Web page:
Zero Waste Saigon is a fast expanding social network and planet-friendly movement dedicated to raising awareness and reducing waste in Vietnam. The group provides education, community support and sustainable alternatives to single use plastic and are making waves in the war on waste.
Who They Are
Julia Mesner and Michael Burge are the people behind the programme: An expat couple from the United States that moved to Ho Chi Minh City in November 2017. Travellers at heart, the couple have seen first hand how plastic has wormed its way into some of the world’s most remote places. With their young sons’ future in mind, they are striving to turn the tide on plastic.
With Julia’s marketing expertise and Michael’s tech background, they are the perfect storm. They created a local group back in January of this year that gathered 1000 members in less than a month. Now, just five months on, they have quadrupled their following.
“We are looking for solutions for businesses to lower their use of plastic while raising awareness to the public.”
Julia, Zero Waste Saigon
Why It’s Important
It is reported that Vietnam generates nearly 18,000 tons of plastic waste every day. Only a small fraction of that waste is being recycled, usually by hand. The country is in desperate need of improved infrastructure for waste collection and legislative solutions to prevent waste in the first place.
The waste problem isn’t just confined to major cities. Statistic shows that Vietnam is among the top five countries responsible for the biggest volume of garbage thrown into the ocean. The Great Pacific Garbage Patch is currently six times the size of Vietnam (and for those of you who have spent 17 hours on a train through half the country, you can just imagine how enormous that is).
This increase in plastic is leading to ‘dead zones’ that are killing aquatic stock that many millions of people in the country rely on for both their food and livelihood.
“The accumulation of marine debris is a human-made problem that requires a human solution,”
S. Consul General Mary Tarnowka, Earth Day Seminar 2018.
How They’re Doing It
Some argue that the issue of waste can only be tackled from the top down, and others; the ground up. Luckily though, Zero Waste Saigon – and its growing number of supporters – is tacking the problem from both ends.
At least 40 businesses have switched to sustainable alternatives since the movement began in January 2018. Those establishments found Zero Waste Saigon through their Facebook page, expat groups, word-of-mouth or at events like the Earth Day Seminar back in April.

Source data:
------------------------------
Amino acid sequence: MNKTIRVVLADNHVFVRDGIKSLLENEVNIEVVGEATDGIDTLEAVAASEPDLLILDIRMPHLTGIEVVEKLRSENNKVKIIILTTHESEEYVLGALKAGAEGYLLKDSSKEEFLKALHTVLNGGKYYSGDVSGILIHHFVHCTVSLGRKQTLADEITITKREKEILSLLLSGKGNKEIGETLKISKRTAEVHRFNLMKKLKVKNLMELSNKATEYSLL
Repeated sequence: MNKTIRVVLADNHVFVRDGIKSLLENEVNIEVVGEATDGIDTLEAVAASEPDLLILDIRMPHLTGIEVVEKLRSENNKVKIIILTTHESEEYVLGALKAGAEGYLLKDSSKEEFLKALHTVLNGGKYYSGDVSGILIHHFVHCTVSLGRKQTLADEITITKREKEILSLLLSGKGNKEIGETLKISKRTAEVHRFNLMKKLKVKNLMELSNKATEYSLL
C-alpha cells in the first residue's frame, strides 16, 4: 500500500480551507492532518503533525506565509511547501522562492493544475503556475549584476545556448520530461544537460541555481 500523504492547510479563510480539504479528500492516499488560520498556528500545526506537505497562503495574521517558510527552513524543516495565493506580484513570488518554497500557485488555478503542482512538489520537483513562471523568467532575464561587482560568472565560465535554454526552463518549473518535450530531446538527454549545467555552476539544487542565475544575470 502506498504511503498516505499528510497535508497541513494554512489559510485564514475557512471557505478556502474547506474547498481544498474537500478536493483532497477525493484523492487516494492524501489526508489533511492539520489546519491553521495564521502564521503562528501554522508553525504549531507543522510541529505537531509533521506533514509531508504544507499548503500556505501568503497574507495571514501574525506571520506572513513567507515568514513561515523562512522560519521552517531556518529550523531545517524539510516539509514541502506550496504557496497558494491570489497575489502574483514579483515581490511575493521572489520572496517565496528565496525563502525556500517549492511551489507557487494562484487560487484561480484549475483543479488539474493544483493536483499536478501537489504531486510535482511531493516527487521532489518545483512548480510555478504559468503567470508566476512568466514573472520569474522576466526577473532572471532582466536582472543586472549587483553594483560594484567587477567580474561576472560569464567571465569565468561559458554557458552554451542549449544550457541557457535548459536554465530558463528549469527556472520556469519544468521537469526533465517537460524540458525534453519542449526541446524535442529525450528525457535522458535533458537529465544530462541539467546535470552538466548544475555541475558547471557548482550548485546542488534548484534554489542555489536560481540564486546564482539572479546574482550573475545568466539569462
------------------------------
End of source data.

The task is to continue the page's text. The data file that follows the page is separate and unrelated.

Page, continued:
Despite the traction online, Julia and Michael are no strangers to the old fashioned approach. They encourage their followers to simply talk to business owners and encourage them to become more sustainable. Initiating the conversation is where it starts and generally, they say, businesses are happy to talk about the issue.
How We Can Help
Yes, there is a long way to go, and rebelling against the much loved and ever convenient takeaway cup can seem like a losing battle, but there are so many things that we can do to help, from the big (converting a business, or even a politician) to the small (bringing your own back to the supermarket).
“Nobody made a greater mistake than those who did nothing because they could do only a little.”
Zero Waste Saigon provides a plethora of alternatives to the common plastic straw. Bamboo, glass, stainless steel and even disposable (compostable!) rolled green grass leaves. You can buy in bulk or individually through their online store. They also supply coconut cutlery, bowls, compost bins, canvas bags, pouches, mason jars and tea infusers.
In addition to their store, Zero Waste Saigon proposes a number of ways you can help the cause. Talking to your favourite local businesses, changing your workspace and educating your friends, family or children. The team also visits schools around the city to teach kids about the world of waste. If you’re not based in Saigon, their teaching aids are free to download in both English and Vietnamese from their website!
Despite the scale of support they receive, Zero Waste Saigon is still a self-funded enterprise and requires a huge amount of time and effort to keep it running. Julia and Michael are constantly overwhelmed with work and currently don’t have the funds to hire an extra pair of hands.
Thankfully, the community in Saigon has welcomed them with open arms. It’s not only expats and travellers like us who are passionate about this movement; many local Vietnamese people are excited about the changes and are taking the initiative into their own hands.
In the months and years to come, Zero Waste Saigon is hoping to begin working directly with Vietnamese farmers and manufacturers to lay the infrastructure for sustainable products, while simultaneously working with decision makers in Vietnam to reduce waste. There is a long way to go, but it’s a journey worth taking.
“Saigon is a very exciting place to be right now. It is going through a rebirth with lots of new construction, investment and policy changes. What happens now will decide the fate of Saigon far into the future.”
Julia, Zero Waste Saigon